In his autobiography written near the end of his life, David Hume describes himself as a “man of mild disposition, of command of temper, of an open, social, and cheerful humour, capable of attachment, but little susceptible of enmity, and of great moderation in all my passions.” Those who knew him agreed for the most part with his assessment.
Hume was born on February 24, 1711, in Edinburgh. His father died when he was an infant, leaving him and his two older siblings in the care of his mother. Hume went with his older brother to the University of Edinburgh in 1723. He “passed through the ordinary course of education with success” and left the university without taking a degree. Hume writes that from an early age, he “found an insurmountable Aversion to anything but the pursuits of Philosophy and General Learning,” and that his passion for literature (comprising philosophy and history) “has been the great ruling passion of my life, and the great source of my enjoyments.”
At age eighteen, a “new scene of thought” opened up to him, and he applied himself to developing these ideas with such intensity that it eventually led to a kind of nervous breakdown. As a reprieve from his studies, he worked for a few months as a clerk in a firm of sugar merchants before relocating to France to compose his Treatise of Human Nature. Hume returned to London in 1737 to see the book through the final stages of (anonymous) publication and was sorely disappointed with the result. According to him, the book “fell dead-born from the press.” Believing that the failure of the Treatise “proceeded more from the manner than the matter,” Hume reworked his ideas into the Enquiry Concerning Human Understanding (1748) and the Enquiry Concerning the Principles of Morals (1751). He called these two works “incomparably the best” of all his writings. Between 1740 and his death in 1776 Hume worked on and published (in various forms) essays on moral, political, and literary matters. In 1752, as Librarian for the Faculty of Advocates in Edinburgh, Hume began research on his History of England, which he published between 1754 and 1761. His Dialogues Concerning Natural Religion were published posthumously and anonymously.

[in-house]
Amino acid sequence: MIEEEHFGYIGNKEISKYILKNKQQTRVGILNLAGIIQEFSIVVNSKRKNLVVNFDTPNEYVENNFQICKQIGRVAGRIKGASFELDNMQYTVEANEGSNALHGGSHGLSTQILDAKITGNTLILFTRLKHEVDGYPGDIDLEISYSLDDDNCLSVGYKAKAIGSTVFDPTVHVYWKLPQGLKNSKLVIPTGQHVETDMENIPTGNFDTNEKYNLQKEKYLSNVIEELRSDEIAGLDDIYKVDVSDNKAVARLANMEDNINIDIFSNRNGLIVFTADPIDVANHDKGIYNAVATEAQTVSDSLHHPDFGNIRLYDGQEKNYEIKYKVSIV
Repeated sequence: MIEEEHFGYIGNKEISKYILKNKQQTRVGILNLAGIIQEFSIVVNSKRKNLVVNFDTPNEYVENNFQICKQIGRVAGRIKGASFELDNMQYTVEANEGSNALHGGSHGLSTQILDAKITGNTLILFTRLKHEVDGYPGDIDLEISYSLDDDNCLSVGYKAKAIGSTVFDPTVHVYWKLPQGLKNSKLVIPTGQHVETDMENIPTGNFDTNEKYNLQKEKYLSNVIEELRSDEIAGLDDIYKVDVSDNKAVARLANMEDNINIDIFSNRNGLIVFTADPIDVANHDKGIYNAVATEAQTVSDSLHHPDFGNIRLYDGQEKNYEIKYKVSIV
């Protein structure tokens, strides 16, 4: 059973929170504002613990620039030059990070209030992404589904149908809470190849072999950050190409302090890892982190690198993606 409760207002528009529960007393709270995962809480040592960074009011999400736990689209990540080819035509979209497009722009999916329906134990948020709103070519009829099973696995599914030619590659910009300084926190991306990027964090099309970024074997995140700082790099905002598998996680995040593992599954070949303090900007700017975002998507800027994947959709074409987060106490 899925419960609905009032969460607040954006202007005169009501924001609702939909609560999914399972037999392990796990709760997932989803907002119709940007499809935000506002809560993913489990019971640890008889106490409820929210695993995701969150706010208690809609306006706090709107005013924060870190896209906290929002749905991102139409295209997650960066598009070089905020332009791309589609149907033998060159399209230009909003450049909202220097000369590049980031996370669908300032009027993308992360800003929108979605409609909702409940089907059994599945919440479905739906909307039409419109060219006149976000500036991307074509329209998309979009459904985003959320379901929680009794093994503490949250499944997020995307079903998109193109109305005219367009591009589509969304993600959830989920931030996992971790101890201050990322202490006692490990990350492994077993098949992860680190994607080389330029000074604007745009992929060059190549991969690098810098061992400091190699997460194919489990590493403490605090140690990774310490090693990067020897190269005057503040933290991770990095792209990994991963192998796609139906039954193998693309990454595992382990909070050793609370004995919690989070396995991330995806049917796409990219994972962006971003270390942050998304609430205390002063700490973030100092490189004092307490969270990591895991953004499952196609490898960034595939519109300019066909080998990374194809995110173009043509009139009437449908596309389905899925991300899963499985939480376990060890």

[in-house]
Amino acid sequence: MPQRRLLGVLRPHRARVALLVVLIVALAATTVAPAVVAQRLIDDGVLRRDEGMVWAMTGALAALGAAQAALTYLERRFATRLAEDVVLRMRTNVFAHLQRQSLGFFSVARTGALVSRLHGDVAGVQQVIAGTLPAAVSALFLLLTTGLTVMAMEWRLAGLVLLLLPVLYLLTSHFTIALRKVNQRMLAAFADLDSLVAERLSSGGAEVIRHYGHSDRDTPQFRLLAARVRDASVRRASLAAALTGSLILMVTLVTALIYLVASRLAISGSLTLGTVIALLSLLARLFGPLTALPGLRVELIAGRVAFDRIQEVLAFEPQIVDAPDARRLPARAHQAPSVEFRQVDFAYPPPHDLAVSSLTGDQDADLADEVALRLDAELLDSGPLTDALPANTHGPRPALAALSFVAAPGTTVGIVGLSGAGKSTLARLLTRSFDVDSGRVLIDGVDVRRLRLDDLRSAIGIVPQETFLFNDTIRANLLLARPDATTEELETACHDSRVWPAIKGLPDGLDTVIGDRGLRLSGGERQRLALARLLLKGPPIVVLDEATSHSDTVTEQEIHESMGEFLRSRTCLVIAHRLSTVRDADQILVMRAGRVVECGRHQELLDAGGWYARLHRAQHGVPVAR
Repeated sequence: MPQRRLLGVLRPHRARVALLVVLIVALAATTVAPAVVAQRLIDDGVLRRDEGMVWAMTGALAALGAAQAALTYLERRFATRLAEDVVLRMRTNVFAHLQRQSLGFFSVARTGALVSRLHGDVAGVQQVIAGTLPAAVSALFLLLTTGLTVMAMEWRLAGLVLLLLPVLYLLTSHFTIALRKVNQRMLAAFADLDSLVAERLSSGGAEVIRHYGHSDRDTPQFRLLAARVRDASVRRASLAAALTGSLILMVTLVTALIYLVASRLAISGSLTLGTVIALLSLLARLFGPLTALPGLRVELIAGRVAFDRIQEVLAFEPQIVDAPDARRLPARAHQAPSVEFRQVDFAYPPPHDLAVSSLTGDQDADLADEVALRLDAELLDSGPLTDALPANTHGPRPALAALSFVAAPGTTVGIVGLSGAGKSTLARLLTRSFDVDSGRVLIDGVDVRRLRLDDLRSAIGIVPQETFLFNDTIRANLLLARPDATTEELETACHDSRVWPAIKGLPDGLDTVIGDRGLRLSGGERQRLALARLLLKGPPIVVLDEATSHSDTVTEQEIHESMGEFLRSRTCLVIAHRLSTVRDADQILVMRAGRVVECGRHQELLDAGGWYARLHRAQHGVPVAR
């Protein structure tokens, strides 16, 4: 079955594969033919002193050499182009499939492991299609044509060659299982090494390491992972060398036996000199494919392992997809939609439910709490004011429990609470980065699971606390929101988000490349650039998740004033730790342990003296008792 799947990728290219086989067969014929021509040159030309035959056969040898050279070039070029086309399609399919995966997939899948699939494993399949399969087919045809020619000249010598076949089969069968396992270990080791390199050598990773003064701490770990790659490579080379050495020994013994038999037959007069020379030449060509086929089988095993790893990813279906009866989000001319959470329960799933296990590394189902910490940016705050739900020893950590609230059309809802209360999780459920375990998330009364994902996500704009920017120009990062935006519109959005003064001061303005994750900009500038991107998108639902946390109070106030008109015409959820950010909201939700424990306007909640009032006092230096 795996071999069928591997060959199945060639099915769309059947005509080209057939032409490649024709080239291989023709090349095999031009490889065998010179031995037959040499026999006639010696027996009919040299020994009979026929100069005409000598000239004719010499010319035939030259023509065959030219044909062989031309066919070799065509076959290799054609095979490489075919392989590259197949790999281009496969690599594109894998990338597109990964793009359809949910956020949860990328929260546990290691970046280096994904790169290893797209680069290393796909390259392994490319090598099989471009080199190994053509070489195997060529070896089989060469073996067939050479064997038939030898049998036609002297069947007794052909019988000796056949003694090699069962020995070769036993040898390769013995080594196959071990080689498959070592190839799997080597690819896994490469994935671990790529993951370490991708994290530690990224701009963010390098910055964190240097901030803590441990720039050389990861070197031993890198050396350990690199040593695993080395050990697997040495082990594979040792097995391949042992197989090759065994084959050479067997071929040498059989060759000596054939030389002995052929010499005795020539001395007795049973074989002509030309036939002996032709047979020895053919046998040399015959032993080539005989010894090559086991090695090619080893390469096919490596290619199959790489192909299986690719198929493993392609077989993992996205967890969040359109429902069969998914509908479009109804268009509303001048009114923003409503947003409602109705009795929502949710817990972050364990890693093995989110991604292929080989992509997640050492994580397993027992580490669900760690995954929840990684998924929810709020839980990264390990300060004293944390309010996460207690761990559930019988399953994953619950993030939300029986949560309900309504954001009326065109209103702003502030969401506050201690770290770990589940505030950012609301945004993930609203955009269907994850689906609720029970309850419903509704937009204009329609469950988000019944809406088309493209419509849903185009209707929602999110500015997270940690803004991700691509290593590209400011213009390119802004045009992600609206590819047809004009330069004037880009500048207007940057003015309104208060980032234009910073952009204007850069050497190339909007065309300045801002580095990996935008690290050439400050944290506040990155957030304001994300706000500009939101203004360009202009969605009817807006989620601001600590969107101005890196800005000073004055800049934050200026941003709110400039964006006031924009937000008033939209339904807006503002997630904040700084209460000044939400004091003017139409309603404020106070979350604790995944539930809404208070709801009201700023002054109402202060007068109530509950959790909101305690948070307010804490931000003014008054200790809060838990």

In 1763, Hume accompanied the Earl of Hertford to Paris to work in the embassy. Hume writes in his autobiography that his readers “will never imagine the reception [he] met with in Paris, from men and women of all ranks and stations.” Hume soon became close to the leading French philosophes, and began a lasting friendship with the Comtesse de Boufflers. When Hume returned to England in 1766, he was accompanied by Jean-Jacques Rousseau, who was attempting to escape potential persecution. Their friendship did not last, however, as Rousseau soon wrote to friends that Hume was involved in a conspiracy against him, compelling Hume to defend himself.
In 1775, Hume was struck ill with a disorder that would prove fatal. In an obituary of the great philosopher, his close friend Adam Smith wrote: “Upon the whole, I have always considered him, both in his life-time, and since his death, as approaching as nearly to the idea of a perfectly wise and virtuous man, as perhaps the nature of human frailty will admit.”